Shopping Center Business

MAY 2016

Shopping Center Business is the leading monthly business magazine for the retail real estate industry.

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Page 174 of 358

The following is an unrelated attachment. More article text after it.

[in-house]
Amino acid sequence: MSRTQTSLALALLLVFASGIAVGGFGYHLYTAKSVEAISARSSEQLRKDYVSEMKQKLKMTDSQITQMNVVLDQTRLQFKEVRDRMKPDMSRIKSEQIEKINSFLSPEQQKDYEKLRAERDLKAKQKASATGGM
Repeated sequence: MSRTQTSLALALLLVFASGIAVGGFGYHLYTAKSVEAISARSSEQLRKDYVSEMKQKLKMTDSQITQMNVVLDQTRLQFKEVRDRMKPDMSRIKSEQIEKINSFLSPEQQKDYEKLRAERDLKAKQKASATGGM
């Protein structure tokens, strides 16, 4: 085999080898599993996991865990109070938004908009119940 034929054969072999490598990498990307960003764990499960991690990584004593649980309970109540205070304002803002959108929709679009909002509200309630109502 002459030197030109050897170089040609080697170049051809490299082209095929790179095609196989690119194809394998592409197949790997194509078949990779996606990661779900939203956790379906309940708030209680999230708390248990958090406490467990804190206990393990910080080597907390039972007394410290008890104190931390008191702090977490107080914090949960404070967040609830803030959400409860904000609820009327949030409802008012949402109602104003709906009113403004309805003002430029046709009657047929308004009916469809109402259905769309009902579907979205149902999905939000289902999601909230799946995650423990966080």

NET LEASE 170 • SHOPPING CENTER BUSINESS • May 2016 "Limited construction is the main driv- er of the decline in supply," Blankstein states. SELLER'S MARKET Foreign investors that prefer a tepid economy in the U.S. to the lack of any growth in other countries continue to buy net lease assets, especially in major markets on the coasts, observers say. Insti- tutional net lease investors remain buyers, too, but some are ratcheting up disposi- tions to take advantage of strong demand. Four of the largest publicly traded net lease REITs that predominantly invest in retail properties – National Retail Prop- erties, Store Capital, Realty Income and Spirit Realty – have indicated that they'll pare back acquisitions and sell more as- sets this year than in 2015, according to statements and financial disclosures made by the companies. Looking at their combined transaction activity, National Retail, Store Capital and Realty Income acquired nearly $4.1 billion and sold $47.4 million net lease properties in 2015. Together, those three REITs pre- dict that they'll spend $2 billion on acqui- sitions and sell upwards of $250 million in 2016, according to their guidance. While Spirit Realty doesn't provide guidance, ex- ecutives during the company's fourth quar- ter earnings call in February projected that the REIT would be a net seller of assets in the first quarter this year after disposing of $547 million and acquiring $889 million of properties in 2015. Tom Nolan, chairman and CEO of Spirit Realty, told investors that the REIT would seek to take advantage of a 1031 Exchange market that was "on fire" to pare off some its non-core properties. To illustrate the point, he revealed that the company had just completed the sale of a Taco Bell/KFC at a 5.7 percent cap rate. "We're at an interesting time where the market is a little volatile, so we're being very cautious in terms of the acquisitions we're looking at," he said. "Yet at the oth- er end of the spectrum, we've got a very robust acquisition market for the type of assets we own." DEBT RIDDLE The ability of 1031 Exchange buyers and other investors to complete net lease deals without debt — or with leverage amounting to only around 60 percent of the transaction — could give them an advantage over buyers that need more financing as a handful of forces cloud lending markets. Stock and bond market volatility early in the year prompted investors in commer- cial mortgage-backed securities (CMBS) to demand higher returns, for example, which effectively shut down CMBS deals. CMBS issuers sold only $9.5 billion in the first quarter this year, a paltry figure that's far behind the $26 billion that closed in the same period in 2015. It also all but dashed hopes that CMBS issuances in 2016 would approach or build on last year's total of $95 billion. On top of that, Trepp's es- timate that some $205 billion in CMBS loans will need to be refinanced through The Boulder Group represented a high net-worth individual who sold a suburban Kansas City Walgreens in January for $6 million. The buyer, a Northeast-based real estate investor, accepted a cap rate of 5.86 percent. Bialow takes you where you need to be. Our experienced team is skilled at tailoring a regional or national expansion plan that meets each retailer's individual needs. 781.444.2316 | 5th AVENUE or MICHIGAN AVENUE

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